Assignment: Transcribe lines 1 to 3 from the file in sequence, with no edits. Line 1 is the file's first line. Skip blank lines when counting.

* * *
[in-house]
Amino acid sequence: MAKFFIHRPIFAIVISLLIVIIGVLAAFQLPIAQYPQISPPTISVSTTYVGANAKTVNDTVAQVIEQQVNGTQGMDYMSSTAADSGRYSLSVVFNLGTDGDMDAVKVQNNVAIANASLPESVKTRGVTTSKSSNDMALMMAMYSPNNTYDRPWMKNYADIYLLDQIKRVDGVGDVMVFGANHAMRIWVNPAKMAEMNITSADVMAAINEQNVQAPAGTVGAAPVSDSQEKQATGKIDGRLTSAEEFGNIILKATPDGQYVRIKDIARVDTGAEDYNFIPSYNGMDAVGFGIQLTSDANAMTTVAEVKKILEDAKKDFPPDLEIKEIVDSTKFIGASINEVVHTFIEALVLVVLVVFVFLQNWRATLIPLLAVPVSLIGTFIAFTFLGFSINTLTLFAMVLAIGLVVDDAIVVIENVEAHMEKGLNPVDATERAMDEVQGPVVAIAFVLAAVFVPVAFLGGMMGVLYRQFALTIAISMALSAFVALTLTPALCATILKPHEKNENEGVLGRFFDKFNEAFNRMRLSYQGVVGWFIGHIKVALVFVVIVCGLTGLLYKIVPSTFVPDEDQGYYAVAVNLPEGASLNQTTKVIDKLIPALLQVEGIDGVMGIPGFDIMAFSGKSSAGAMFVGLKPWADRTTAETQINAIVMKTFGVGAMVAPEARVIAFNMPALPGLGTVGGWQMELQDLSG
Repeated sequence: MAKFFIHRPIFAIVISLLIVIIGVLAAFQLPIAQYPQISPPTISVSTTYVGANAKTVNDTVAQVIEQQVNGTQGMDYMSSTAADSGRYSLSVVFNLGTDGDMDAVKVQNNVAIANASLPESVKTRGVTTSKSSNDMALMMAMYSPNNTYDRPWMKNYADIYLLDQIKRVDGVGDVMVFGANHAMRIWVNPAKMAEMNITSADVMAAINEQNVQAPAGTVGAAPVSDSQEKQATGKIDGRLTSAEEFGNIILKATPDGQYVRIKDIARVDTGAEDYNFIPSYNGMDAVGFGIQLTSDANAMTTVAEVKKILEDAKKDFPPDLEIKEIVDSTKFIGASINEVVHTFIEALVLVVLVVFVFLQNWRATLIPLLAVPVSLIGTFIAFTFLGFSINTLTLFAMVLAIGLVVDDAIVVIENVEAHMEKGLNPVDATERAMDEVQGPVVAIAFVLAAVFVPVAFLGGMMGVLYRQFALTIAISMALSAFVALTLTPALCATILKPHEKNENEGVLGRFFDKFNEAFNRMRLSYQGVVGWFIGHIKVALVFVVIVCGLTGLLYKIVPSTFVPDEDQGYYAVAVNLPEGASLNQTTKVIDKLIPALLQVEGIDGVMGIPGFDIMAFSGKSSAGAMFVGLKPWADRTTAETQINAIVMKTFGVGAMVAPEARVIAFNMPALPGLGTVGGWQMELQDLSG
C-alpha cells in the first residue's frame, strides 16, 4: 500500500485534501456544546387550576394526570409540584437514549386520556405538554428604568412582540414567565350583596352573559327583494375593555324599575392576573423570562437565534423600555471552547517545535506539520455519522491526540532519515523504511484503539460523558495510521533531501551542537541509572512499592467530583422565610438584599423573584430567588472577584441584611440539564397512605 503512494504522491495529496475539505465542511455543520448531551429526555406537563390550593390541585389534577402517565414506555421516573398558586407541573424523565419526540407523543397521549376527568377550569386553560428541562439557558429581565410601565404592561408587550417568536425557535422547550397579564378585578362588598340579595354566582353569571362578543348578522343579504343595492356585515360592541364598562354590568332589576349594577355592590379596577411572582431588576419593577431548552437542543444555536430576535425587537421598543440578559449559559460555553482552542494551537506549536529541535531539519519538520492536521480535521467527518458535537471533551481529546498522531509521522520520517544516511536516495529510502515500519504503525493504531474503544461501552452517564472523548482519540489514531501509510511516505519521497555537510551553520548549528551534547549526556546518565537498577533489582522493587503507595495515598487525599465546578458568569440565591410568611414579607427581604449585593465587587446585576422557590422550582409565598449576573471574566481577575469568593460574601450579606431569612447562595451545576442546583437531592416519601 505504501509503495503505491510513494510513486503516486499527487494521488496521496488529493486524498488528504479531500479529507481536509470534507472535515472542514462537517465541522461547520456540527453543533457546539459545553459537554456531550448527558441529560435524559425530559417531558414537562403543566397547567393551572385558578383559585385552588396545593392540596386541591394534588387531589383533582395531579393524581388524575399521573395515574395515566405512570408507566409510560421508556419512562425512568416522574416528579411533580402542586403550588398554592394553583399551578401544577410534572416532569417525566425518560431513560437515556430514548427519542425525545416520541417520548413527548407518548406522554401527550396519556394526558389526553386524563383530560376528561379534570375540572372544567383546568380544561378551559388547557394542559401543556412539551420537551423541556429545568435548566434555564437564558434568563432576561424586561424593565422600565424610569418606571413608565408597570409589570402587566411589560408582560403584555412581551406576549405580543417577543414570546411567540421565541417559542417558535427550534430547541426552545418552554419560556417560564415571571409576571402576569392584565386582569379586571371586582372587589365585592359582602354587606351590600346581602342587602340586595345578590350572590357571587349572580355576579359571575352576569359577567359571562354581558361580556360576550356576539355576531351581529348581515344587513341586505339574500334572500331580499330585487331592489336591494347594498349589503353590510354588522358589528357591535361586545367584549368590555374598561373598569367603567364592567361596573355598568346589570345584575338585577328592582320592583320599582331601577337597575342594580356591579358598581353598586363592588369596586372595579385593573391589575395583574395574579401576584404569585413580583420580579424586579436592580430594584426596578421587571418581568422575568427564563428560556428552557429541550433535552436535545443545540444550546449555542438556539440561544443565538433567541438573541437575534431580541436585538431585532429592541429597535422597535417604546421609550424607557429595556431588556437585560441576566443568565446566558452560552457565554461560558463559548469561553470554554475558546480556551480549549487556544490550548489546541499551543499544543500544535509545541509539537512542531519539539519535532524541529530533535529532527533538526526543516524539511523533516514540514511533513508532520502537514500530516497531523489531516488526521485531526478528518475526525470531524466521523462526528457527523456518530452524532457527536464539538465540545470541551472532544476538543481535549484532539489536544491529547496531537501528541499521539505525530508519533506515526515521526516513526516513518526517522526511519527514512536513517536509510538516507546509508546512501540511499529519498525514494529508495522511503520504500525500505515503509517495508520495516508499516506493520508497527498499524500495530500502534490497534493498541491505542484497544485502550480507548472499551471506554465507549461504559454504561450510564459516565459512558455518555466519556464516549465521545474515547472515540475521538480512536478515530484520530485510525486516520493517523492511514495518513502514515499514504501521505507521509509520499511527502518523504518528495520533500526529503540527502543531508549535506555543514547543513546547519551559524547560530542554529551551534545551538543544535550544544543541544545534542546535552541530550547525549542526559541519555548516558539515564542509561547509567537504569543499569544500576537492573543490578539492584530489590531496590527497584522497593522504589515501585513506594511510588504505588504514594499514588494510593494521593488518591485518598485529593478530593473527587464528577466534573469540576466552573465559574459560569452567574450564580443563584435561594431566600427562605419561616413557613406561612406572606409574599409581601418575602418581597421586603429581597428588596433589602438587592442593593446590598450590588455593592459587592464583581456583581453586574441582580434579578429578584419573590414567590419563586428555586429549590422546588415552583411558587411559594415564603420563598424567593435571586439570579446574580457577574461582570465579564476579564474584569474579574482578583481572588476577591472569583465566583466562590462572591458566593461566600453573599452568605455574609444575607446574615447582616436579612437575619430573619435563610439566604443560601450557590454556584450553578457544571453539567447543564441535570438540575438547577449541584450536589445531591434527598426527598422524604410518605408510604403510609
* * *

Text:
[in-house]
Amino acid sequence: MAKFFIHRPIFAIVISLLIVIIGVLAAFQLPIAQYPQISPPTISVSTTYVGANAKTVNDTVAQVIEQQVNGTQGMDYMSSTAADSGRYSLSVVFNLGTDGDMDAVKVQNNVAIANASLPESVKTRGVTTSKSSNDMALMMAMYSPNNTYDRPWMKNYADIYLLDQIKRVDGVGDVMVFGANHAMRIWVNPAKMAEMNITSADVMAAINEQNVQAPAGTVGAAPVSDSQEKQATGKIDGRLTSAEEFGNIILKATPDGQYVRIKDIARVDTGAEDYNFIPSYNGMDAVGFGIQLTSDANAMTTVAEVKKILEDAKKDFPPDLEIKEIVDSTKFIGASINEVVHTFIEALVLVVLVVFVFLQNWRATLIPLLAVPVSLIGTFIAFTFLGFSINTLTLFAMVLAIGLVVDDAIVVIENVEAHMEKGLNPVDATERAMDEVQGPVVAIAFVLAAVFVPVAFLGGMMGVLYRQFALTIAISMALSAFVALTLTPALCATILKPHEKNENEGVLGRFFDKFNEAFNRMRLSYQGVVGWFIGHIKVALVFVVIVCGLTGLLYKIVPSTFVPDEDQGYYAVAVNLPEGASLNQTTKVIDKLIPALLQVEGIDGVMGIPGFDIMAFSGKSSAGAMFVGLKPWADRTTAETQINAIVMKTFGVGAMVAPEARVIAFNMPALPGLGTVGGWQMELQDLSG
Repeated sequence: MAKFFIHRPIFAIVISLLIVIIGVLAAFQLPIAQYPQISPPTISVSTTYVGANAKTVNDTVAQVIEQQVNGTQGMDYMSSTAADSGRYSLSVVFNLGTDGDMDAVKVQNNVAIANASLPESVKTRGVTTSKSSNDMALMMAMYSPNNTYDRPWMKNYADIYLLDQIKRVDGVGDVMVFGANHAMRIWVNPAKMAEMNITSADVMAAINEQNVQAPAGTVGAAPVSDSQEKQATGKIDGRLTSAEEFGNIILKATPDGQYVRIKDIARVDTGAEDYNFIPSYNGMDAVGFGIQLTSDANAMTTVAEVKKILEDAKKDFPPDLEIKEIVDSTKFIGASINEVVHTFIEALVLVVLVVFVFLQNWRATLIPLLAVPVSLIGTFIAFTFLGFSINTLTLFAMVLAIGLVVDDAIVVIENVEAHMEKGLNPVDATERAMDEVQGPVVAIAFVLAAVFVPVAFLGGMMGVLYRQFALTIAISMALSAFVALTLTPALCATILKPHEKNENEGVLGRFFDKFNEAFNRMRLSYQGVVGWFIGHIKVALVFVVIVCGLTGLLYKIVPSTFVPDEDQGYYAVAVNLPEGASLNQTTKVIDKLIPALLQVEGIDGVMGIPGFDIMAFSGKSSAGAMFVGLKPWADRTTAETQINAIVMKTFGVGAMVAPEARVIAFNMPALPGLGTVGGWQMELQDLSG